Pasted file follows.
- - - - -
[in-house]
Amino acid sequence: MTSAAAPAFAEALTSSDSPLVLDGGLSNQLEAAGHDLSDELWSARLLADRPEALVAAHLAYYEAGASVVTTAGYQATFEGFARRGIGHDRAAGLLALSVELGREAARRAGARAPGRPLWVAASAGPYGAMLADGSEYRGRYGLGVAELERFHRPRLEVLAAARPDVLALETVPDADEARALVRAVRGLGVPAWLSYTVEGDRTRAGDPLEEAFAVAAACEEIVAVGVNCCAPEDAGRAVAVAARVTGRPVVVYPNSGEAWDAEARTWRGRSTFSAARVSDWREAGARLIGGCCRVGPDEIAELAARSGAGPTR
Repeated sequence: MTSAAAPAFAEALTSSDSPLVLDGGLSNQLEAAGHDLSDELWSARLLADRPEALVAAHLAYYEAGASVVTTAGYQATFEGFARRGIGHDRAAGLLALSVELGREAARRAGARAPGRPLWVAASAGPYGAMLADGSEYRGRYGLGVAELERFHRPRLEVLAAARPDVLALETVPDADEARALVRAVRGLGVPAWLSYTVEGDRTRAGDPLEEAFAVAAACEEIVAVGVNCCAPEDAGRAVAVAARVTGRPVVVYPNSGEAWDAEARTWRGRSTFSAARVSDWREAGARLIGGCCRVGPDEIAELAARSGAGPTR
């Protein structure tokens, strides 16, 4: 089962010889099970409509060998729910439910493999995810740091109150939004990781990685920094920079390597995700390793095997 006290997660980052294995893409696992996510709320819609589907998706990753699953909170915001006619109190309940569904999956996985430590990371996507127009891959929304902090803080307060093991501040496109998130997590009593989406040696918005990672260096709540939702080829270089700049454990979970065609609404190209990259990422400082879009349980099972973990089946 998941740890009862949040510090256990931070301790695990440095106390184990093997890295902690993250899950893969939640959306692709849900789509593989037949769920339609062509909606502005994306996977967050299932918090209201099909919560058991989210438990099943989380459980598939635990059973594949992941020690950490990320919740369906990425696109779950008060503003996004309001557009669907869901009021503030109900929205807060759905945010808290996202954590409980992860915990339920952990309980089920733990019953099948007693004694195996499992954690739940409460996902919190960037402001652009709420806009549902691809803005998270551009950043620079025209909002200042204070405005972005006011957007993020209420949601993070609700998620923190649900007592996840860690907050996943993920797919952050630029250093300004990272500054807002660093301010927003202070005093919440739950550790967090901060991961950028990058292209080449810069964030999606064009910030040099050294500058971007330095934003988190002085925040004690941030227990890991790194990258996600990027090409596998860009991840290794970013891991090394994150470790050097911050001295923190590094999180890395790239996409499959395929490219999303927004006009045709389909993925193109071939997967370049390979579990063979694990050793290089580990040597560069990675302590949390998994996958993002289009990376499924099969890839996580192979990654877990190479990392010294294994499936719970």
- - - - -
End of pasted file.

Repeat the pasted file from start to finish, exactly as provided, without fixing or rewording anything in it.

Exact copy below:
[in-house]
Amino acid sequence: MTSAAAPAFAEALTSSDSPLVLDGGLSNQLEAAGHDLSDELWSARLLADRPEALVAAHLAYYEAGASVVTTAGYQATFEGFARRGIGHDRAAGLLALSVELGREAARRAGARAPGRPLWVAASAGPYGAMLADGSEYRGRYGLGVAELERFHRPRLEVLAAARPDVLALETVPDADEARALVRAVRGLGVPAWLSYTVEGDRTRAGDPLEEAFAVAAACEEIVAVGVNCCAPEDAGRAVAVAARVTGRPVVVYPNSGEAWDAEARTWRGRSTFSAARVSDWREAGARLIGGCCRVGPDEIAELAARSGAGPTR
Repeated sequence: MTSAAAPAFAEALTSSDSPLVLDGGLSNQLEAAGHDLSDELWSARLLADRPEALVAAHLAYYEAGASVVTTAGYQATFEGFARRGIGHDRAAGLLALSVELGREAARRAGARAPGRPLWVAASAGPYGAMLADGSEYRGRYGLGVAELERFHRPRLEVLAAARPDVLALETVPDADEARALVRAVRGLGVPAWLSYTVEGDRTRAGDPLEEAFAVAAACEEIVAVGVNCCAPEDAGRAVAVAARVTGRPVVVYPNSGEAWDAEARTWRGRSTFSAARVSDWREAGARLIGGCCRVGPDEIAELAARSGAGPTR
């Protein structure tokens, strides 16, 4: 089962010889099970409509060998729910439910493999995810740091109150939004990781990685920094920079390597995700390793095997 006290997660980052294995893409696992996510709320819609589907998706990753699953909170915001006619109190309940569904999956996985430590990371996507127009891959929304902090803080307060093991501040496109998130997590009593989406040696918005990672260096709540939702080829270089700049454990979970065609609404190209990259990422400082879009349980099972973990089946 998941740890009862949040510090256990931070301790695990440095106390184990093997890295902690993250899950893969939640959306692709849900789509593989037949769920339609062509909606502005994306996977967050299932918090209201099909919560058991989210438990099943989380459980598939635990059973594949992941020690950490990320919740369906990425696109779950008060503003996004309001557009669907869901009021503030109900929205807060759905945010808290996202954590409980992860915990339920952990309980089920733990019953099948007693004694195996499992954690739940409460996902919190960037402001652009709420806009549902691809803005998270551009950043620079025209909002200042204070405005972005006011957007993020209420949601993070609700998620923190649900007592996840860690907050996943993920797919952050630029250093300004990272500054807002660093301010927003202070005093919440739950550790967090901060991961950028990058292209080449810069964030999606064009910030040099050294500058971007330095934003988190002085925040004690941030227990890991790194990258996600990027090409596998860009991840290794970013891991090394994150470790050097911050001295923190590094999180890395790239996409499959395929490219999303927004006009045709389909993925193109071939997967370049390979579990063979694990050793290089580990040597560069990675302590949390998994996958993002289009990376499924099969890839996580192979990654877990190479990392010294294994499936719970």